Mon, October 11, 202115 mins readFather Hans Buob

The Rich and the Kingdom of God

Biblical Homilies on the Sunday Gospels in Reading Year B

Bible passages


Mark 10:17-30

Biblical Homilies


The Rich and the Kingdom of God

As [Jesus] was setting out on a journey, a man ran up, knelt down before him, and asked him, “Good teacher, what must I do to inherit eternal life?” Jesus answered him, “Why do you call me good? No one is good but God alone. You know the commandments: ‘You shall not kill; you shall not commit adultery; you shall not steal; you shall not bear false witness; you shall not defraud; honor your father and your mother.’” He replied and said to him, “Teacher, all of these I have observed from my youth.” Jesus, looking at him, loved him and said to him, “You are lacking in one thing. Go, sell what you have, and give to (the) poor and you will have treasure in heaven; then come, follow me.” At that statement his face fell, and he went away sad, for he had many possessions. Jesus looked around and said to his disciples, “How hard it is for those who have wealth to enter the kingdom of God!” The disciples were amazed at his words. So Jesus again said to them in reply, “Children, how hard it is to enter the kingdom of God! It is easier for a camel to pass through (the) eye of (a) needle than for one who is rich to enter the kingdom of God.” They were exceedingly astonished and said among themselves, “Then who can be saved?” Jesus looked at them and said, “For human beings it is impossible, but not for God. All things are possible for God.” Peter began to say to him, “We have given up everything and followed you.”Jesus said, "Amen, I say to you, there is no one who has given up house or brothers or sisters or mother or father or children or lands for my sake and for the sake of the gospel who will not receive a hundred times more now in this present age: houses and brothers and sisters and mothers and children and lands, with persecutions, and eternal life in the age to come.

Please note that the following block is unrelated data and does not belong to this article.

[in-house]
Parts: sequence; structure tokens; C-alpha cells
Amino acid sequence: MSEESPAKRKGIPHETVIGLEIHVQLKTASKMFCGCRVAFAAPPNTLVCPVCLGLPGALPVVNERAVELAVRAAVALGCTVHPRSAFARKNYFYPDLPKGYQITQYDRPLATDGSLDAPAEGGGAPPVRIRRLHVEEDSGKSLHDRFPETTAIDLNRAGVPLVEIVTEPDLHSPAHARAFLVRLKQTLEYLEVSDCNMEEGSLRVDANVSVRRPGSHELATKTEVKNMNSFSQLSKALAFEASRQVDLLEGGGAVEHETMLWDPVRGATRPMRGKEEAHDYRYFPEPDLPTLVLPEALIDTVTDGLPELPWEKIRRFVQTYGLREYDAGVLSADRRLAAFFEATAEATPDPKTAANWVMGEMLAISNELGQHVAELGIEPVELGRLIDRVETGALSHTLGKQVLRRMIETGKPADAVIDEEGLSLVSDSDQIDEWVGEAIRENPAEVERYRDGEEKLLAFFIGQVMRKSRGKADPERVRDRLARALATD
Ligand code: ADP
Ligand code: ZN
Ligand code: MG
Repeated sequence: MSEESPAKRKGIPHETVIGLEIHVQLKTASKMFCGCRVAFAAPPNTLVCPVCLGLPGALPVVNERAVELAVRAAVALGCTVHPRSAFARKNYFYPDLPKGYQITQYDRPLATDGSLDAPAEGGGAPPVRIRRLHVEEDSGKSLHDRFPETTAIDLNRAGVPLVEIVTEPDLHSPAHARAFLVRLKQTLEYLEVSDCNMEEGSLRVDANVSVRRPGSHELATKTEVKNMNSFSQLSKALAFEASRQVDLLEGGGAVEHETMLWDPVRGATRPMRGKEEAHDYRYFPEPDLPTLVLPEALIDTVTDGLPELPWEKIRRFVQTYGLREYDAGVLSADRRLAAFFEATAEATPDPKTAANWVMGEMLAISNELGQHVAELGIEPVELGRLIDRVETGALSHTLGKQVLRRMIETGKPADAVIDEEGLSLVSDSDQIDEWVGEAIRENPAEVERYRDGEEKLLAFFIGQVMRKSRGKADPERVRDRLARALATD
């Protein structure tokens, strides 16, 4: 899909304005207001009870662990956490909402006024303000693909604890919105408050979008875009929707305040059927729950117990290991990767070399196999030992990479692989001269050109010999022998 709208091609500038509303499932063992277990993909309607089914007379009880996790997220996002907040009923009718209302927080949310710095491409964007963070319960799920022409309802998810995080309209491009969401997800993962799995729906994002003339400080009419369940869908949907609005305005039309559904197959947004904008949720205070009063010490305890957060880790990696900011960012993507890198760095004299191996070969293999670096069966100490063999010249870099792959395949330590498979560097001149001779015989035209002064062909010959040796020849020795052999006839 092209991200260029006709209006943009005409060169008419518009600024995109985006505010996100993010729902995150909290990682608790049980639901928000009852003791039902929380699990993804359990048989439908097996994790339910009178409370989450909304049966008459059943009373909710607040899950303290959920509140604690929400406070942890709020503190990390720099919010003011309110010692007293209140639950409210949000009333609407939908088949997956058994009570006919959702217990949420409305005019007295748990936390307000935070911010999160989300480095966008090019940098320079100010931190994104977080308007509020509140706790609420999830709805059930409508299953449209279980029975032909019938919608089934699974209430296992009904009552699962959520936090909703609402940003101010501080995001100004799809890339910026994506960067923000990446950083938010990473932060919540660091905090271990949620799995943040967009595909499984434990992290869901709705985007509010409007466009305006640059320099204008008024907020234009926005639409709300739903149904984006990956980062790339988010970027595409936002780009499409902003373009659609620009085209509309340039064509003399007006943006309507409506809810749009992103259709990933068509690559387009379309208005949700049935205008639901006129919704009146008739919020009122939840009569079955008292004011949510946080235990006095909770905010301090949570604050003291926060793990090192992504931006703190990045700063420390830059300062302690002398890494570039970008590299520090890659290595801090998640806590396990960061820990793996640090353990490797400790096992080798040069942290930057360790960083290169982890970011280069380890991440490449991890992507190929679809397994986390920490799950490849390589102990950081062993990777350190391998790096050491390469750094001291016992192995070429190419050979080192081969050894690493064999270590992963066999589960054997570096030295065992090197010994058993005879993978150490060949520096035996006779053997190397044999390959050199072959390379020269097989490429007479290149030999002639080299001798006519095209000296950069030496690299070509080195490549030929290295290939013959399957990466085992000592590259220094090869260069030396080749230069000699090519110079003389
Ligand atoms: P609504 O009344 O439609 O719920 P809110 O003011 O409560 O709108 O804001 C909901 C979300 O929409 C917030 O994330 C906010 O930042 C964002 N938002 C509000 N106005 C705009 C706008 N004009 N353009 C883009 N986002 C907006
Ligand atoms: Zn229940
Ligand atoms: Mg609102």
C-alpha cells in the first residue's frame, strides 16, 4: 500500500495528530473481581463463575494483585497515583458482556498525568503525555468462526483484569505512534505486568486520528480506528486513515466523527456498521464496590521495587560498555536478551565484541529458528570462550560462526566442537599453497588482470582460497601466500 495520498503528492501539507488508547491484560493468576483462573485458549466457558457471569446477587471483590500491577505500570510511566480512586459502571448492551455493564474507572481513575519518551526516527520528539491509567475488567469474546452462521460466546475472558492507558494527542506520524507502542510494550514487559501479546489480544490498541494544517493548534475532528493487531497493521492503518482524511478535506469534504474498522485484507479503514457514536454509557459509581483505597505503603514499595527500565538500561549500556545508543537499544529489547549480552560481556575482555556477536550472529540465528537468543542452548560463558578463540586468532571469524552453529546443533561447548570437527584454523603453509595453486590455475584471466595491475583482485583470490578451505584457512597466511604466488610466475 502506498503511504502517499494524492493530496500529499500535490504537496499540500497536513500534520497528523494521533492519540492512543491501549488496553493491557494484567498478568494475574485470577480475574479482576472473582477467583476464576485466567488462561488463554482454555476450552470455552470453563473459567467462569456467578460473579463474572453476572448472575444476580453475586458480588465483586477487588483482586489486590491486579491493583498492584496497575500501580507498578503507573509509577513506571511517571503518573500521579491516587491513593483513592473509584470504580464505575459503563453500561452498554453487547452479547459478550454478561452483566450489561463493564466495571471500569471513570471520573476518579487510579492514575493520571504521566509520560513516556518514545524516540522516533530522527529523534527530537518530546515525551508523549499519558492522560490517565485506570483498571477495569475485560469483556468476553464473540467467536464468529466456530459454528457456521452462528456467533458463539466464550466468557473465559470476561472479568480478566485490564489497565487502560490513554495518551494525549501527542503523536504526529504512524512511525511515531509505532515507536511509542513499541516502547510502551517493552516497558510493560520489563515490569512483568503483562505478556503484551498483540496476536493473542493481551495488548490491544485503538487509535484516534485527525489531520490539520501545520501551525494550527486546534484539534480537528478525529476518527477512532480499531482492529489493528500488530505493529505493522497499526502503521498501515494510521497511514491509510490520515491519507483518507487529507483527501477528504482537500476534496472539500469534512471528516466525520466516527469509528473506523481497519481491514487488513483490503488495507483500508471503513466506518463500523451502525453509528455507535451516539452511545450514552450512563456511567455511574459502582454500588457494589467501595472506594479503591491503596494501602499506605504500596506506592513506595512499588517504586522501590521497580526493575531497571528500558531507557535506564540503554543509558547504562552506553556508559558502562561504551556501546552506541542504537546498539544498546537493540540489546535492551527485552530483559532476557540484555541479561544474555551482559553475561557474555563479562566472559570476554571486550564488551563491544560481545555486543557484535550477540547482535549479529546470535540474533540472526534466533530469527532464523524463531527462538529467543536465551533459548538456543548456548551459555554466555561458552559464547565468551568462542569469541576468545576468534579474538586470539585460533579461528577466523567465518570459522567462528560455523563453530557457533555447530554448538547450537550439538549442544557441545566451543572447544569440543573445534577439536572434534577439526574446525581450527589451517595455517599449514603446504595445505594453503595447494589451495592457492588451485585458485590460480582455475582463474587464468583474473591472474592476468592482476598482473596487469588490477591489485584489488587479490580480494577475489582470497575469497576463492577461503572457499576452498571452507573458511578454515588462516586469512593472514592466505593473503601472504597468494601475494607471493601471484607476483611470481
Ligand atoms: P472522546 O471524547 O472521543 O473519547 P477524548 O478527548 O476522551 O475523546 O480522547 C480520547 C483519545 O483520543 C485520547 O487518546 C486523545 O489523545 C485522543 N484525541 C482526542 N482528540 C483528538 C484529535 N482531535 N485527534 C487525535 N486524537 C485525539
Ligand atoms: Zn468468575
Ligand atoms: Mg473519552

Jesus is on his way again - on his way to Jerusalem, where death and resurrection await him - that is, towards the final destination. There is a man walking towards Jesus, obviously a rich man. He runs towards Jesus and falls on his knees. That was an expression of high recognition in the Jewish world at that time. He says, “Good teacher, what must I do to inherit eternal life?” That you call him “Good teacher” and even ask him “What must I do to get eternal life?” shows that Jesus, in his opinion, must know the will of God, otherwise he would not ask him this question. He seemed deeply convinced that Jesus knows the will of God. That is what his question expresses. What does he mean by this? The Greek word means “to receive eternal life,” a receiving that is certain. So, this rich young man wants to do something that will certainly guarantee him heaven. That is questionable! He, a man who can only do temporal things, wants to do something in order to get the undeserving, the eternal, as if he could pay for it.